Whenever I view the Church in a sociological lens, therefore, I cannot help but view the Church rife with conflict – Utah culture vs. Non-Utah culture, the US church vs. the global church, women vs. the priesthood. And it’s all there; we just choose to ignore it or simply remain unconscious to it because the implications can disturb us.

And it disturbs me, I’ll admit. I’m to the point where I can view this without any implication to the Church’s truthfulness, which is a potential sign of (yay!)  maturity. But it still doesn’t solve the problem that comes with Marxism (and the core of my personality) – sociological research does nothing if it doesn’t try to fix the problems it discovers. But what can one person do in a Church with such a hierarchical, patriarchal structure? Out wait everything? Watch for slow, gradual change? The Church does evolve over time (and when looking back, the changes are drastic – Brigham Young would be horrified for sure). But it can still embitter me to certain elements and I just don’t like feeling bitter. It’s not a great feeling. It’s not very healthy.

I’ve been shifting my focus on the church towards a more anthropological approach. The Church is made up of people – imperfect people who try their best (or don’t try their best) to do what’s right and to protect what they have while trying to improve upon it. Suddenly, the Church culture isn’t something I have to incessantly fix. I can collect stories and folklore, examine some of our myths and I don’t have to pass judgment. I don’t have to fix anything. I just record. I love it.

When you've got stuff like this happening in your folktales, you're never bored.

When you've got stuff like this happening in your folktales, you're never bored.

I’ve been reading a lot of folklore lately – I spend some of my birthday money, and three out of the four books (The Bhagavad  Gita; Folklore of the Holy Land: Moslem, Christian and Jewish; and Irish Lore and Legends) are collections of folklore. I reluctantly left behind another tome of Jewish tales as well as books on Indian and Chinese folklore, simply because I didn’t want to spend all of my birthday money in one place.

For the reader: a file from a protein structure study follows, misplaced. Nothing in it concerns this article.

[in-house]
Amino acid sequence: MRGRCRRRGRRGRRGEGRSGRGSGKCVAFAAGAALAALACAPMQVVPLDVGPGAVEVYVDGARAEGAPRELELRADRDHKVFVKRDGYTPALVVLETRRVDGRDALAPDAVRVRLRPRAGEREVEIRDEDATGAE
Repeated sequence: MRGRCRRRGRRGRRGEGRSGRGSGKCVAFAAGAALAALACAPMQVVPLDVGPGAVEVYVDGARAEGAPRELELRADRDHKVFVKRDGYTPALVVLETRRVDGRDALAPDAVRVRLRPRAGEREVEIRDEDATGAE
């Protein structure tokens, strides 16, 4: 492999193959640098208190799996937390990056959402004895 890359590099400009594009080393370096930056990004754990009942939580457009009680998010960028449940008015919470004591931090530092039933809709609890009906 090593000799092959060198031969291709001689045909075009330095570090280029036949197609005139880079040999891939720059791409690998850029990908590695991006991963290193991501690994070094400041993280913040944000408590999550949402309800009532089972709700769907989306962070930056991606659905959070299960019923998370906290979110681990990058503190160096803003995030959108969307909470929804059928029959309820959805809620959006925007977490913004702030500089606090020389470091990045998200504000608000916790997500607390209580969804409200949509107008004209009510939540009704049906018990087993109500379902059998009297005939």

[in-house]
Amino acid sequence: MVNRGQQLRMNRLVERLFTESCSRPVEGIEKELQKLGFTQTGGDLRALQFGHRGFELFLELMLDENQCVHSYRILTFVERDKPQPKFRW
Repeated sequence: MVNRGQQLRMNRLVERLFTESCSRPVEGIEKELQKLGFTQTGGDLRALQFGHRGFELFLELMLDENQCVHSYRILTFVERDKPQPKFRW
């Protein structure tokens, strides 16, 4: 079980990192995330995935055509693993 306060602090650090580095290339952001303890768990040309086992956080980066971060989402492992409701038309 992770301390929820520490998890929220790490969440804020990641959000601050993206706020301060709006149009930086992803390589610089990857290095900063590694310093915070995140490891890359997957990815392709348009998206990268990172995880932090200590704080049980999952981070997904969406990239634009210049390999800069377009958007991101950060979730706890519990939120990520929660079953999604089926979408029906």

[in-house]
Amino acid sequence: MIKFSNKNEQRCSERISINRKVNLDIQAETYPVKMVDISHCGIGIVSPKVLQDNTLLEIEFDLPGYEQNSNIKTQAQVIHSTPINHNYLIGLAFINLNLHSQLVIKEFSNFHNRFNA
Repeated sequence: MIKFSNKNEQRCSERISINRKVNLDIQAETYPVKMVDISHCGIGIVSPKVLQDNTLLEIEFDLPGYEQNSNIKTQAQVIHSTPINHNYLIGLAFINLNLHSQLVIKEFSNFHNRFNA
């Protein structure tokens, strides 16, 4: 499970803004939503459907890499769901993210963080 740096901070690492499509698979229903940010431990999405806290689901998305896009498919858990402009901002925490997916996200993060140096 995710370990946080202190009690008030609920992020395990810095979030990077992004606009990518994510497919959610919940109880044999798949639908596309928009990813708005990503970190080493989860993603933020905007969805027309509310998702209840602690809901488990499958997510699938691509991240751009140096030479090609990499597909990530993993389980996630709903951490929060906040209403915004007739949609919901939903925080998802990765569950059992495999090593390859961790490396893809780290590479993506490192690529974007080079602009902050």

I love folklore. For one, it’s been supporting the change in my attention span; the studies are probably right – the Internet is shortening my attention span. I don’t have patience for huge books on one subject and I prefer things to be short and dense. Folktales are like tweets – they’re usually pretty short, and the good ones have a lot of things to think about. Whenever I read regular books now (non-fiction) by the halfway mark I stop because I’ve learned all that the author usually has to say and the rest is just fluff. And because they’re short, I can devour pages upon pages of them. It’s seriously very addicting.

And my goodness, Church history. It’s awesome. Really. It’s like a religious soap opera and I love every part of it. And our folklores are just as good as any. We just need to start recording them and stop treating them like doctrine but as just that – tales with ambiguous sources. Ask any Jew if he or she really believes that you can use the Word of God to breathe life into a golem and they’ll laugh (unless they are seriously orthodox). But the stories of golems are not worthless – they’re a deep insight into the Jewish psyche and their desperate need for a physical protector in times of horrible distress and calamity for their culture. And sometimes folktales poking fun at religious authorities are necessary – not to disrespect them, but to remind ourselves that even the prophet is not akin to God, and as humans, we’re all subject to foibles and mistakes. We can develop a healthy, positive outlook towards the more negative aspects about who we are, and that, I can assure you from past experience, can bring about a very sweet peace of mind.